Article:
A romantic rendezvous for couples in the City of Light is now possible as SIA will fly the Airbus A380, the world’s largest passenger plane, starting June 1. The award-winning carrier noted that “passengers from Manila, Cebu and Davao taking Singapore Airlines and SilkAir can conveniently connect on the same day to these A380 flights.”

The roundtrip Manila-to-Paris has an introductory all-in fare of $954 on New Economy Class seat.

On top of these enticing deals from SIA and STB, other delightful reasons to visit Singapore in the coming months include the Great Singapore Sale from May 29 to July 26, with a 70-percent discount and bargain deals on fashion items like watches, jewelries, consumer electronics and other luxury brands; the opening of Orchard Central Mall in June; the monthlong Singapore Food Festival in July; and the much-awaited 2009 Formula One SingTel Singapore Grand Prix from September 25 to 27 at the Marina Bay Street Circuit.

“I hope Filipinos will be more encouraged to travel in Singapore on these dates. It is a country full of exciting events, shopping, food festivals and great entertainment,” says Seow.

Wednesday, May 27, 2009

How do Aircraft Registrations Work?

Interesting article on aircraft registrations and how they are allocated .. Full Details here ..

aircraft registration is a unique alphanumeric string that identifies an aircraft, in similar fashion to a licence plate on an automobile. In accordance with the Convention on International Civil Aviation all aircraft must be registered with a national authority (such as the FAA or Transport Canada), and furthermore, they must carry proof of this registration in the form of a legal document called a Certificate of Registration at all times when in operation. Most countries also require the aircraft registration to be imprinted on a permanent fireproof plate mounted on the fuselage for the purposes of post-fire/post-crash aircraft accident investigation.

Because airplanes typically display their registration numbers on the aft fuselage just forward of the tail, in earlier times more often on the tail itself, the registration is often referred to as the "tail number". In the United States, the registration number is also referred to as an "N-number", as it starts with the letter N.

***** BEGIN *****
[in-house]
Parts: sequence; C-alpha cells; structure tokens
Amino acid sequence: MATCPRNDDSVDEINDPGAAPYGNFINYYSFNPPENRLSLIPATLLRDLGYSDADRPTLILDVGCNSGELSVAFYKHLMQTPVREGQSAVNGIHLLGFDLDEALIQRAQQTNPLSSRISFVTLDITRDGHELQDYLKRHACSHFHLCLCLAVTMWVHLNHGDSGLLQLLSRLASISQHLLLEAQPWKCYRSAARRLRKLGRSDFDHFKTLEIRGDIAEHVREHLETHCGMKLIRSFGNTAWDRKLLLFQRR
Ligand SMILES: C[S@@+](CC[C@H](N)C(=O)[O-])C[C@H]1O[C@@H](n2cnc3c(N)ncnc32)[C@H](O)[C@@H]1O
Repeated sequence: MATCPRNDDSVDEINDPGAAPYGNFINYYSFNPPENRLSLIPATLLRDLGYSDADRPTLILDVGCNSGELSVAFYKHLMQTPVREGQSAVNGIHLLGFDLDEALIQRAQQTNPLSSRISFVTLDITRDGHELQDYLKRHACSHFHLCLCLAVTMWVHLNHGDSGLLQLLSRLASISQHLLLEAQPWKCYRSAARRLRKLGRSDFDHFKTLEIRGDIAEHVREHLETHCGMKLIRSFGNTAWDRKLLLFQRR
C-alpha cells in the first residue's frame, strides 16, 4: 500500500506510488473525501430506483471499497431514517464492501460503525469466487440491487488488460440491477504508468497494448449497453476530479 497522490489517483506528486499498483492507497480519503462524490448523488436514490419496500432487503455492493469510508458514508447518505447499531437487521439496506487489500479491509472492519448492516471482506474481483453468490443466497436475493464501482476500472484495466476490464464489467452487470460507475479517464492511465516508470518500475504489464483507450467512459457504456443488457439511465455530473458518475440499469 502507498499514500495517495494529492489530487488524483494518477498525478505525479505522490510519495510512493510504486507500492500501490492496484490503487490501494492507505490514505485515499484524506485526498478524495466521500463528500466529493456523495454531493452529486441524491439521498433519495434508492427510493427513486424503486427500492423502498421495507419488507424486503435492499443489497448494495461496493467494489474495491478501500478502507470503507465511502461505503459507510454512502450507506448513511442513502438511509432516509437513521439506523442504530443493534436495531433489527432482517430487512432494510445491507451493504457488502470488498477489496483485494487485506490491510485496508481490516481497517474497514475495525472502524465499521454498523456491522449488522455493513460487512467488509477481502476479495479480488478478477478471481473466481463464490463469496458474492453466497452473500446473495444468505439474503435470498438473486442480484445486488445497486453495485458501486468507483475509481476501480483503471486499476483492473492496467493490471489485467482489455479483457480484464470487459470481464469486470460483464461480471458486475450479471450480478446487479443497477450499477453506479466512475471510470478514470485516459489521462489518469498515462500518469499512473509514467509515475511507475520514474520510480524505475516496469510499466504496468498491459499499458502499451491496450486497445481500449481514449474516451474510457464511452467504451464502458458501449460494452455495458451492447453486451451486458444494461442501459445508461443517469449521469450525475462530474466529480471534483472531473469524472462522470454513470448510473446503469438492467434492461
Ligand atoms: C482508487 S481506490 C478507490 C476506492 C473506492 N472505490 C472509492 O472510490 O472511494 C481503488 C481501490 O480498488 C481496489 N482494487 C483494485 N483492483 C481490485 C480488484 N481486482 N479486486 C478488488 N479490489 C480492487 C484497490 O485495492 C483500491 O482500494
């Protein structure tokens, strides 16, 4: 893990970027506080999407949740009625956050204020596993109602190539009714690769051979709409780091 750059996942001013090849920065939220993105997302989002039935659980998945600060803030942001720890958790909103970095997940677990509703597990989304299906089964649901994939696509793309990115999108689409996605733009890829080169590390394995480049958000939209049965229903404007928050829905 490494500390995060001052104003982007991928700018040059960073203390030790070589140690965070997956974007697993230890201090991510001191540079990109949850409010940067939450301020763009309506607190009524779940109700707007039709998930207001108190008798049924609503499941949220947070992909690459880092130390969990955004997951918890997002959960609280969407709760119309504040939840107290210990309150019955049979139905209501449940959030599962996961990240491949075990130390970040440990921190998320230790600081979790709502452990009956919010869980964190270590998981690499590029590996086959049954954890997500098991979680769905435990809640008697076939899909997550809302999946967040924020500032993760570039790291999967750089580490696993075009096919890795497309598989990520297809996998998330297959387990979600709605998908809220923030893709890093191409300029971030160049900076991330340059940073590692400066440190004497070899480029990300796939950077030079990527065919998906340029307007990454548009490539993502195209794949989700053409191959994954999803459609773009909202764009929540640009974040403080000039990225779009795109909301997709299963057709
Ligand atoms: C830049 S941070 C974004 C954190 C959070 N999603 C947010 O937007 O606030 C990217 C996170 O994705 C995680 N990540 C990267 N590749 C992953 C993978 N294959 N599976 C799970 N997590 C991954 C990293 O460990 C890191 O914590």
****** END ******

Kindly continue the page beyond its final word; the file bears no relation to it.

Although each aircraft registration is unique, some, but not all countries allow it to be re-used when the aircraft has been sold, destroyed or retired.

Relocation of Catarman airport considered

TACLOBAN CITY — The Civil Aviation Authority of the Philippines (CAAP) is considering the relocation of Catarman Airport to ensure safety. 

This even as Cebu Pacific Air (CEB) announced that it was resuming its Manila-Catarman service next week.Sergio Sumergido, CAAP acting area manager for Eastern Visayas, said relocating the airport to a less crowded site would prevent runway incursions by people or vehicles."We are thinking of looking for another place. There’s no more room for improvement or expansion at the present site because it is very close to residential area and some key structures of the town," Mr. Sumergido said in a phone interview with BusinessWorld.Cebu Pacific suspended early this month its Manila-Catarman service because of safety issues.

Although authorities have prohibited people and vehicles from using the runway to get to the town center, several runway intrusions have been noted.The airline announced last week that it will resume its four-times weekly Manila-Catarman flights starting June 2 after airport and local authorities stepped up security measures."The runway has been cleared of vehicles and people 24/7. This is our green light to fly again to Catarman and bring back CEB’s affordable fares that other airlines must again try to match,"